Polish-born, USA/Maine based abstract artist, Marta Spendowska is mostly known for her Wetlands and Bloomland series, depicting abstracted flora and water.
Since her arrival in the United States in 2005, Marta has worked with a wide range of art collectors, consultants, galleries, fashion and beauty brands, and interior designers. In her current body of work, Marta depicts the colors, rhythms, patterns, and atmospheres of sea lands (Polish Bałtyk Sea and Coast of Maine) and petals with unusual energy. There is certain melancholyly she’s after.
Her paintings were included in the 2014 Biennial at the Museum of Wisconsin Art and she has been exhibiting her work at a variety of venues throughout Wisconsin since 2012; additionally & recently, she was part of a four-person show at Elliott Fouts Gallery, in Sacramento, CA. Articles and interviews featuring Marta and her work have been published in books such as the Directory of Illustration, and How to Style Your Brand, and numerous magazines including Oprah Magazine, Domino Magazine, Women’s Wear Daily, Communication Arts Magazine, and more.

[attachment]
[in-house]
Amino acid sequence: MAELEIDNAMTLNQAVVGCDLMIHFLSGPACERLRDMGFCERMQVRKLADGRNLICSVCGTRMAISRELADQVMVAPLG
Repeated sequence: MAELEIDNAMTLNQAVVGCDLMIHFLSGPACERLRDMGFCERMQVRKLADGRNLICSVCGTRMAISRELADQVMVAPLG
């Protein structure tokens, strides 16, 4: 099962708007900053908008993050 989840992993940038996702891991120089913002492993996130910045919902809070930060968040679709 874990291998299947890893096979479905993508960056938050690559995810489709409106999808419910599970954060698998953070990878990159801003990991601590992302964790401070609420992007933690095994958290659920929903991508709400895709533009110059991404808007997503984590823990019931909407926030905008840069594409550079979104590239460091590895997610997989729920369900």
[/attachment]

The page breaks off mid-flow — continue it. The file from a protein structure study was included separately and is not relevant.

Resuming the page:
“As an artist, I am at the mercy of beauty and spirituality which I have come to recognize as twin sisters. They are the strongest influences and have become the biggest motivators in my daily life—like my morning coffee—they trigger my energy and allow it flow freely. By learning from my experiences, I have become the unique author of what I know. And so I paint what I know.
I choose to work with specific water-based materials: watercolor, acrylic paint, or ink. Water media is my preferred medium because it is immediately responsive; it reminds me that life does not allow for “do overs.” The only certain thing is here, now. The fluidity of my materials allows me to be spontaneous, with no plan or obligation other than to react to what is happening with this paper, that brush, this moment.
This intuitive process of painting helps me delve into intangible, hidden, heart-felt places—something akin to painting as prayer. My unwavering interest in the unseen, whether magic or psychic phenomena, guides me to create, to destroy and, ultimately, mend. I let the paint leak, gather, and pool until imagery emerges—a mountain or a cave or a flower’s bloom. The movement between the paint and me, hovering, is like dancing with the ghosts of every person and each thing that has ever mattered to me. When I paint I gather all my amulets and channel them into my art. What I feel in my heart becomes visible and tangible.”